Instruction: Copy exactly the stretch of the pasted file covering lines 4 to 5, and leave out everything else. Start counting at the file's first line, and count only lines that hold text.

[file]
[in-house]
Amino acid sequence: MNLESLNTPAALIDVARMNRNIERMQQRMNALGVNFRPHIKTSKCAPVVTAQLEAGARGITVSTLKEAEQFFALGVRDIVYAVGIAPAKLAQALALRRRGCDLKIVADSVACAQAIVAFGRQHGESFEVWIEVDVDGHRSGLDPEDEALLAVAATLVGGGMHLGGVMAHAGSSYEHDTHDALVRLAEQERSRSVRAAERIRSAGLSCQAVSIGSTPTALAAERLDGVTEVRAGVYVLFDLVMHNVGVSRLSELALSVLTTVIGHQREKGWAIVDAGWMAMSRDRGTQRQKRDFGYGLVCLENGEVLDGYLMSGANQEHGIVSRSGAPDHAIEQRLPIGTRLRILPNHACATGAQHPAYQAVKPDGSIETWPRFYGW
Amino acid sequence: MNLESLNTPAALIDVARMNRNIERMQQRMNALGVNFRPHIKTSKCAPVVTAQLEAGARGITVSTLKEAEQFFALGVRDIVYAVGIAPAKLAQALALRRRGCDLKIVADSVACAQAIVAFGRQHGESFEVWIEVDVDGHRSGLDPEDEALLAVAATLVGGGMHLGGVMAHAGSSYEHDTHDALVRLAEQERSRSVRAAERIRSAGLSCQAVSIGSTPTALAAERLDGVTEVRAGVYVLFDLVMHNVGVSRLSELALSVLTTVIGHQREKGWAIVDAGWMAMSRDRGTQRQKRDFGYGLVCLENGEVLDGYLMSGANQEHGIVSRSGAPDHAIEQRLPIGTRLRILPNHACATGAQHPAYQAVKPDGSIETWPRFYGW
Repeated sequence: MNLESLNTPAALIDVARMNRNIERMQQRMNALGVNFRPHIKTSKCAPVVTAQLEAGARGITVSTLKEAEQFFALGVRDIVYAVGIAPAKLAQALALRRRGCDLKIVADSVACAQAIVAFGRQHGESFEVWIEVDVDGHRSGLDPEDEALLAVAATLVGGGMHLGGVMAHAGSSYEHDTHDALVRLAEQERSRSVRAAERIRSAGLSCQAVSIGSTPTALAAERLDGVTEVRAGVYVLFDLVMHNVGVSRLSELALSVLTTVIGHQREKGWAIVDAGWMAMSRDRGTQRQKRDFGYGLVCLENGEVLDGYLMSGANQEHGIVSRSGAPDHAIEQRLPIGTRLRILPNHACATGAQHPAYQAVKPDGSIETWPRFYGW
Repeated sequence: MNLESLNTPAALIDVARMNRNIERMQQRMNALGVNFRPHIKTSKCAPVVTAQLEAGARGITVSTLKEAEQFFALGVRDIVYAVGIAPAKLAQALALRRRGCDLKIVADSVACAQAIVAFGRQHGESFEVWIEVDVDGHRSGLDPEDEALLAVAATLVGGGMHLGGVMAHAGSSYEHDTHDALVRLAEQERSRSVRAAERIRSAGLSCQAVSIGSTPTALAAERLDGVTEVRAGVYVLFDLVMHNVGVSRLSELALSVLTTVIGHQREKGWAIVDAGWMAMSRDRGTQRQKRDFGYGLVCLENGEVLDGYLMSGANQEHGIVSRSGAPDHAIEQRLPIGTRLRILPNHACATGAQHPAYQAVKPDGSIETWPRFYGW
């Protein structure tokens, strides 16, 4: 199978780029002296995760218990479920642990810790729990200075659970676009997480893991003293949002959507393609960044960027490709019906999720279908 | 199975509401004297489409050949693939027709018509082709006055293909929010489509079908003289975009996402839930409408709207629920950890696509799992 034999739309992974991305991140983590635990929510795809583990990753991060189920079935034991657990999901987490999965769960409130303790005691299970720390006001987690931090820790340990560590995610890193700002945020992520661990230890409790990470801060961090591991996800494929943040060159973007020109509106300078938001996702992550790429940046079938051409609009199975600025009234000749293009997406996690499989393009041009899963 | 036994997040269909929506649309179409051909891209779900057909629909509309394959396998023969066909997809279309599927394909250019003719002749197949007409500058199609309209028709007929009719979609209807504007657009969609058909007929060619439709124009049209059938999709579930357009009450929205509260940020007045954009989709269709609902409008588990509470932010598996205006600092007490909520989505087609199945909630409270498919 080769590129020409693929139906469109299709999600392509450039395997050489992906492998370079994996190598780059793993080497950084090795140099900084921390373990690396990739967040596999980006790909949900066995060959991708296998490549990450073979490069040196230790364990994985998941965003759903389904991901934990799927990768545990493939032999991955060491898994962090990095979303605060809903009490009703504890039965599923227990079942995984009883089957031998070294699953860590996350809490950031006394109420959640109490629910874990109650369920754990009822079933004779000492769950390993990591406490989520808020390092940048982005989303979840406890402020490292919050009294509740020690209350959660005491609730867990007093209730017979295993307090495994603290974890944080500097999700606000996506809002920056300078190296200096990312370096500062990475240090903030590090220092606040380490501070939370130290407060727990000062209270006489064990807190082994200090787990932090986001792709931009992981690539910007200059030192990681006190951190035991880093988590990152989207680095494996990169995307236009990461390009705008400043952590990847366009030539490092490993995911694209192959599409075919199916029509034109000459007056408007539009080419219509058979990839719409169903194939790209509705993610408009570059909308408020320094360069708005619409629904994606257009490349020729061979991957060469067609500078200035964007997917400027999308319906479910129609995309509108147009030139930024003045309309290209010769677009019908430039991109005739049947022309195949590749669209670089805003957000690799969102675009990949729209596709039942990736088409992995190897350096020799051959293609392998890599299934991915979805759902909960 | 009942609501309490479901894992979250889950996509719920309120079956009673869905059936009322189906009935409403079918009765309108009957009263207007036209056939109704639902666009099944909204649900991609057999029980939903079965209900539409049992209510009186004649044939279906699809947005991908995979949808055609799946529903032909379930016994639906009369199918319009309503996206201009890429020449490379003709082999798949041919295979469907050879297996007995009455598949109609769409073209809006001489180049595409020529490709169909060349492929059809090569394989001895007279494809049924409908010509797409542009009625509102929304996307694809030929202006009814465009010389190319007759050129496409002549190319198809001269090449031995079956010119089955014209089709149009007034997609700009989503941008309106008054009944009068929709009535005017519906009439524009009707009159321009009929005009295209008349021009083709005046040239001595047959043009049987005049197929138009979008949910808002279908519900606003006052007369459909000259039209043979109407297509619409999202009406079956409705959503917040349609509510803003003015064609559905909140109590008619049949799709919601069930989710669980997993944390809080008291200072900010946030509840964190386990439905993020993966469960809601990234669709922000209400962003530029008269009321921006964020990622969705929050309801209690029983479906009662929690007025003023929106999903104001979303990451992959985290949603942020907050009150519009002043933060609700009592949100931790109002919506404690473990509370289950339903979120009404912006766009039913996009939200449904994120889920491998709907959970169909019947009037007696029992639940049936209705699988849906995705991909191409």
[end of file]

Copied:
Repeated sequence: MNLESLNTPAALIDVARMNRNIERMQQRMNALGVNFRPHIKTSKCAPVVTAQLEAGARGITVSTLKEAEQFFALGVRDIVYAVGIAPAKLAQALALRRRGCDLKIVADSVACAQAIVAFGRQHGESFEVWIEVDVDGHRSGLDPEDEALLAVAATLVGGGMHLGGVMAHAGSSYEHDTHDALVRLAEQERSRSVRAAERIRSAGLSCQAVSIGSTPTALAAERLDGVTEVRAGVYVLFDLVMHNVGVSRLSELALSVLTTVIGHQREKGWAIVDAGWMAMSRDRGTQRQKRDFGYGLVCLENGEVLDGYLMSGANQEHGIVSRSGAPDHAIEQRLPIGTRLRILPNHACATGAQHPAYQAVKPDGSIETWPRFYGW
Repeated sequence: MNLESLNTPAALIDVARMNRNIERMQQRMNALGVNFRPHIKTSKCAPVVTAQLEAGARGITVSTLKEAEQFFALGVRDIVYAVGIAPAKLAQALALRRRGCDLKIVADSVACAQAIVAFGRQHGESFEVWIEVDVDGHRSGLDPEDEALLAVAATLVGGGMHLGGVMAHAGSSYEHDTHDALVRLAEQERSRSVRAAERIRSAGLSCQAVSIGSTPTALAAERLDGVTEVRAGVYVLFDLVMHNVGVSRLSELALSVLTTVIGHQREKGWAIVDAGWMAMSRDRGTQRQKRDFGYGLVCLENGEVLDGYLMSGANQEHGIVSRSGAPDHAIEQRLPIGTRLRILPNHACATGAQHPAYQAVKPDGSIETWPRFYGW